# Graviton propagator in Horndeski theory

Let $$\phi$$ be a scalar field and $$g_{\mu \nu} = \eta_{\mu \nu}+h_{\mu \nu}/M_p$$ where $$M_p$$ is the Planck mass (so we assume we deal with perturbations). Let $$\Lambda_2,\Lambda_3$$ be energy scales such that $$\Lambda_2 \gg \Lambda_3$$. These are defined by $$\Lambda^2_2 = M_p H_0$$ and $$\Lambda_3^3 = M_p H_0^2$$. The Horndeski action is:

$$S = \int d^4 x \sqrt{-g} \sum^5_{i=2} \mathcal{L}_i,$$

where

\begin{align} \mathcal{L_2}&=\Lambda_2^4 G_2,\nonumber \\ \mathcal{L_3}&=\Lambda_2^4 G_3 [\Phi], \nonumber \\ \mathcal{L_4}&= M_p^2 G_4 R + \Lambda_2^4 G_{4,X}([\Phi]^2 - [\Phi^2]),\nonumber \\ \mathcal{L_5}&= M_p^2 G_5 G_{\mu \nu}\Phi^{\mu \nu} - \frac{1}{6}\Lambda_2^4 G_{5,X}([\Phi]^3 - 3[\Phi][\Phi^2] + 2[\Phi^3]), \nonumber \end{align}

where $$G_2,G_3,G_4,G_5$$ are functions of $$\phi$$ and $$X = -\frac{1}{2}\nabla^\mu \phi \nabla_\mu \phi /\Lambda_2^4$$, $$\Phi^{\mu}_{ \ \nu}:= \nabla^\mu \nabla_\nu \phi/\Lambda_3^3$$ and square brackets indicate the trace, e.g. $$[\Phi^2] = \nabla^\mu \nabla_\nu \phi \nabla^\nu \nabla_\mu \phi/\Lambda_3^6$$ and $$,$$ denote partial derivatives. We assume that $$\langle \phi \rangle = 0$$ on the background, bars will indicate evaluation at the background.

I am trying to derive the expression for the graviton propagator in this theory but it does not work out well. My idea was to identify the Lagrangian for $$2$$ gravitons (where $$h = h^\mu_\mu$$):

\begin{align} \mathcal{L}_{hh} &= \Lambda^4_2 \bar{G}_2\sqrt{-g} + \bar{G}_4 M_{\mathrm{pl}}^2 R \sqrt{-g}\\ &\approx \bar{G}_2 H_0^2 \Big(1+\frac{1}{2}h + \frac{1}{8}h^2 - \frac{1}{4}h_{\mu \nu}h^{\mu \nu}\Big) + \bar{G}_4 \Big(-\frac{1}{2}(\partial_\sigma h)(\partial_\mu h^{\mu \sigma}) + \frac{1}{2}(\partial_\nu h)(\partial^\nu h) + \frac{1}{2}(\partial_\nu h^{\mu \nu})(\partial^\sigma h_{\sigma \mu})+ \frac{1}{2}(\partial^\sigma h_{\sigma \nu})(\partial_\mu h^{\mu \nu}) - \frac{1}{2}(\partial_\nu h)(\partial_\mu h^{\mu \nu}) - \frac{1}{2}(\partial_\beta h^{\mu \nu})(\partial^\beta h_{\mu \nu})\Big). \end{align}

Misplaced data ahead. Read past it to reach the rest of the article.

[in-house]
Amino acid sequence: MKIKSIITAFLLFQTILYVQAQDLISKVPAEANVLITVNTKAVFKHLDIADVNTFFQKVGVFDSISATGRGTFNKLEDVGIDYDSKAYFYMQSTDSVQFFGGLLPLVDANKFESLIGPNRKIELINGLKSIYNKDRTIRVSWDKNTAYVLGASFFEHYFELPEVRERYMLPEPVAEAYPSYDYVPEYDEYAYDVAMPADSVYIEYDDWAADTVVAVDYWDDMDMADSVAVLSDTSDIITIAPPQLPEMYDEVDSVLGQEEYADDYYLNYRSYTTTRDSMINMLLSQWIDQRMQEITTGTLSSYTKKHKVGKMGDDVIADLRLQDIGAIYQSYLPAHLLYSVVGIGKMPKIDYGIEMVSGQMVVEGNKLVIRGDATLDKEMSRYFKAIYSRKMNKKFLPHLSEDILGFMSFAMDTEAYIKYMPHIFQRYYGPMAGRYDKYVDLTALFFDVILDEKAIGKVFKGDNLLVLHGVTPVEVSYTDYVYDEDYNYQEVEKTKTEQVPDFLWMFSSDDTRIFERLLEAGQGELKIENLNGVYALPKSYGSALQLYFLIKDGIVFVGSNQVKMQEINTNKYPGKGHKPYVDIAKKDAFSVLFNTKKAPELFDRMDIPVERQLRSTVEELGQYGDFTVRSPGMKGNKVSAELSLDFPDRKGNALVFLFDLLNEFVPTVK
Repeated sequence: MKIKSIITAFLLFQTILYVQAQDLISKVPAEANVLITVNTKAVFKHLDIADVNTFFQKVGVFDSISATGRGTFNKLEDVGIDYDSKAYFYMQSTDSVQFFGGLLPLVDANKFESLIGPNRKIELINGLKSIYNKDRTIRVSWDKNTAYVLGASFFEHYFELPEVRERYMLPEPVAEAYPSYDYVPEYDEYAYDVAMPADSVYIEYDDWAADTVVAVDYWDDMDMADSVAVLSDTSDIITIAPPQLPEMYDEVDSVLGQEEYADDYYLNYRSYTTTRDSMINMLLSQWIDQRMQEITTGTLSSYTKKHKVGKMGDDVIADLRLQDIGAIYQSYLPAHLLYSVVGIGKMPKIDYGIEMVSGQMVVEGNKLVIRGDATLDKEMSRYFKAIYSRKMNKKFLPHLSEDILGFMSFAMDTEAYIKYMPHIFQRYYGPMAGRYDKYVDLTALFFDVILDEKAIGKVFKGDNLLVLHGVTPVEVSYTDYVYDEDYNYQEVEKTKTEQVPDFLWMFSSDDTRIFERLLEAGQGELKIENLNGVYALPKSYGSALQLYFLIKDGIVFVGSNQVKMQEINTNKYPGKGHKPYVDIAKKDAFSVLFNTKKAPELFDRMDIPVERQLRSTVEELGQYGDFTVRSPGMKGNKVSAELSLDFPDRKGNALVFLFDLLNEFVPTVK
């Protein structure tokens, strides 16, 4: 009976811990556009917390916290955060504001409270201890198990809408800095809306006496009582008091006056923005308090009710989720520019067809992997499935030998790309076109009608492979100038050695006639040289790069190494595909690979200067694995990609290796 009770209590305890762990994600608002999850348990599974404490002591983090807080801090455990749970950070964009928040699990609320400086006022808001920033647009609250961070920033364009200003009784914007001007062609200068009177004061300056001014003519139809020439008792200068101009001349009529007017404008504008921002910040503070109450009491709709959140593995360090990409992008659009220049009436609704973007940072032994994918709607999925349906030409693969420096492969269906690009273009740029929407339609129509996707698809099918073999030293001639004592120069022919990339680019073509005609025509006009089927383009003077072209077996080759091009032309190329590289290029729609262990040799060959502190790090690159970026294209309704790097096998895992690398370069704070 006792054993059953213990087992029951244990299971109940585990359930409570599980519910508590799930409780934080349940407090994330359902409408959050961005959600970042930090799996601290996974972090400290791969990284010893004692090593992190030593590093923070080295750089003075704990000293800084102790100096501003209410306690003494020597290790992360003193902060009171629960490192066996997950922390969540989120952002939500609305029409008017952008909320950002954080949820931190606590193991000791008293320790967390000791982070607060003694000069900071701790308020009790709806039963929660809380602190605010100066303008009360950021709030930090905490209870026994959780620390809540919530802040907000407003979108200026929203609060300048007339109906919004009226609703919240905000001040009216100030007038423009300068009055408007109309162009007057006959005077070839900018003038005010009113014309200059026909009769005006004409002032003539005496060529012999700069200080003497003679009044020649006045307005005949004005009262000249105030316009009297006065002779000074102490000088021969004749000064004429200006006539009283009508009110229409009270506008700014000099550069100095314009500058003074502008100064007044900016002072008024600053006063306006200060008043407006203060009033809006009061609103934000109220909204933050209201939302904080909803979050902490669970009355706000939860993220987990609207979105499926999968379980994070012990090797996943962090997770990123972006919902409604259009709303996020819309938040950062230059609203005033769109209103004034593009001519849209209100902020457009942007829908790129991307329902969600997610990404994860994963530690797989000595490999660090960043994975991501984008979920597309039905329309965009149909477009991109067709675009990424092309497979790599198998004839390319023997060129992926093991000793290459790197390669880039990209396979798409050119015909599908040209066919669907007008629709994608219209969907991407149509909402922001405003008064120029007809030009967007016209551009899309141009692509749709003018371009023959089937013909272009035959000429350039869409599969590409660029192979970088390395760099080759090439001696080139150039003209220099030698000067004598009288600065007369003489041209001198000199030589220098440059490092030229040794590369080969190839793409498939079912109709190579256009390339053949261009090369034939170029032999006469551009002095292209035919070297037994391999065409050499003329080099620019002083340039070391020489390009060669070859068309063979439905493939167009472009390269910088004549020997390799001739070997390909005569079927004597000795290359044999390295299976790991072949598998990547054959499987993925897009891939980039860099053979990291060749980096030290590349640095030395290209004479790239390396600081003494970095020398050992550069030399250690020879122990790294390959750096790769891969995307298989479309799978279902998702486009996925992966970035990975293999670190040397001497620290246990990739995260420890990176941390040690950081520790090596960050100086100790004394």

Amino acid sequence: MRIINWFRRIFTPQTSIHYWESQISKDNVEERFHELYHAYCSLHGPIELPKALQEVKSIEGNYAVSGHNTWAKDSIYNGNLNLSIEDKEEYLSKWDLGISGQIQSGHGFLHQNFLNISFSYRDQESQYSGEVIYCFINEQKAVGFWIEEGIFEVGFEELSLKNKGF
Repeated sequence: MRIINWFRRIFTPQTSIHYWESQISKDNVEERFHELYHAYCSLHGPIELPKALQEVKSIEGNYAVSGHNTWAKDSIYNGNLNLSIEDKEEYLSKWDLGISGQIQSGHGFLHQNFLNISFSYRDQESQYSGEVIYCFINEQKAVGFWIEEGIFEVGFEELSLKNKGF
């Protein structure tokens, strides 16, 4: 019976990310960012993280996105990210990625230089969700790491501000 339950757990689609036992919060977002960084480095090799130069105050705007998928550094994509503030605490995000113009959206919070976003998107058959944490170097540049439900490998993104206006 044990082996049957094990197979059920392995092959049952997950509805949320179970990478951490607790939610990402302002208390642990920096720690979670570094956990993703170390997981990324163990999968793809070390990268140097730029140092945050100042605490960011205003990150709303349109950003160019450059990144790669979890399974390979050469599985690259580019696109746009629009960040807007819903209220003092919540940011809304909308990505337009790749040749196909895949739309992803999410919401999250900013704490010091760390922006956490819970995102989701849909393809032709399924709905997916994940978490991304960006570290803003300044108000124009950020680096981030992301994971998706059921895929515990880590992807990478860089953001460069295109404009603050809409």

In ordinary GR one would add the gauge fixing term $$-\bar{G}_4 (\partial_\nu h^{\mu \nu} - \frac{1}{2}\partial^\mu h)^2$$ so that the last term becomes $$\bar{G}_4(\frac{1}{4} (\partial_\nu h)^2 - \frac{1}{2} (\partial_\beta h^{\mu \nu})^2)$$. However, in this case in the paper arXiv:1904.05874 they mention that the graviton propagator $$\mathcal{P}^{\nu \beta}_{\mu \alpha}$$ is found from ($$\delta$$ is the generalised Kronecker delta):

$$\frac{\bar{G}_4}{2}\mathcal{P}^{\nu \beta}_{\mu \alpha}(p) \delta^{\alpha \rho \mu^\prime}_{\beta \sigma \nu^\prime} p_\rho p^\sigma = -i \delta^{\mu^\prime}_\mu \delta^{\nu^\prime}_\nu.$$

My questions are: How do they get rid of the $$\bar{G}_2$$ term and what gauge fixing term has taken to arrive at this result for the definition of the propagator?

The propagator relation can be obtained by choosing the gauge term to be $$-\bar{G}_2 H_0^2((1/8)h^2 - (1/4)h_{\mu \nu}^2)$$ (the reason that this can be done comes from considering the first order equation of motion for the free graviton) since then the Lagrangian reads (the constant term and term proportional to $$h$$ in $$\mathcal{L}_{hh}$$ vanish by the equation of motion for $$h_{\mu \nu}$$):
$$\mathcal{L}_{hh} = -\frac{\bar{G}_4}{4} \delta^{\alpha \rho \mu}_{\beta \sigma \nu} (\partial_\rho h^\beta_\alpha)(\partial^\sigma h^\nu_\mu).$$